NASA: No, There Isn't a Deadly Asteroid Heading Right For Us

By Kelsey Campbell-Dollaghan on at

EXCLUSIVE: Could this asteroid destroy Earth in just SIX weeks? According to NASA, the answer is “absolutely not, you imbeciles.”

NASA issued an official statement about the conspiracy-web theory that an asteroid is heading for the Atlantic with an impact on September 23rd. “That’s the rumour that has gone viral–now here are the facts,” the agency writes. “There is no scientific basis–not one shred of evidence–that an asteroid or any other celestial object will impact Earth on those dates,” says the manager of NASA’s Near-Earth Object office, Paul Chodas.

Who could be perpetrating such rumours? The theory has actually been around for years, but it’s picked up steam over the past month or two. Unsurprisingly, a major role has been played by InfoWars, which has built a business out of circulating conspiracy theories about the government, impending apocalypse, and the shadowy machinations of world powers. “We are simply taking a look at what has being said,” says InfoWars’ John Bowne in a video about the forthcoming asteroid strike. Just a simple look! So what’s being said?

  • The reopening of CERN’s updated Large Hadron Collider. Its logo kind of looks like it says 666! And it may open a Ghostbuster-style “gate” to another world, probably one run by Zuul!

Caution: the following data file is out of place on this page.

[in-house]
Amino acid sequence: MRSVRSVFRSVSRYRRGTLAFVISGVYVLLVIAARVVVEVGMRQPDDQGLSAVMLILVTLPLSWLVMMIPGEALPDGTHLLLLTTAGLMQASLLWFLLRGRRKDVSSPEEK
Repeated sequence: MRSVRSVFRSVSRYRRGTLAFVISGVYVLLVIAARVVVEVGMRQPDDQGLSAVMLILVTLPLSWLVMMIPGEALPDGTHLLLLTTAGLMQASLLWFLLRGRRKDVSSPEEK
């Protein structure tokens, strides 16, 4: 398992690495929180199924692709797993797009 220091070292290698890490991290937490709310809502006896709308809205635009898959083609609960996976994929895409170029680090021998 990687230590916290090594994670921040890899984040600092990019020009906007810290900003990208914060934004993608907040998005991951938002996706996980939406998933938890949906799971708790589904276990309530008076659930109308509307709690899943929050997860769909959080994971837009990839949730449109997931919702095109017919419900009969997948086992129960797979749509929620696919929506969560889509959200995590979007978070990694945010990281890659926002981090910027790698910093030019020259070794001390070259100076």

• Jade Helm proves the US military is preparing! And Canada’s less badass Maple Resolve.
  • Big box stores are closing left and right. Some day these abandoned stores are now being used by the military!
  • The “elite are gradually disappearing into their cities underground.”
  • Obama’s going to hang out with “the openly blatant cheerleader of The New World Order Pope Francis.”

Unfortunately, NASA’s denial won’t do much to convince anyone who believes this theory. “Of course NASA is denying this, but why would they tell us anything? They’re funded by our government,” says Bowne.

It’s pretty unbelievable that a federal agency has been forced to debunk this conspiracy theory, but there you have it: The power of, as NASA calls it in its statement, “the World Wide Web.”

Image: buradaki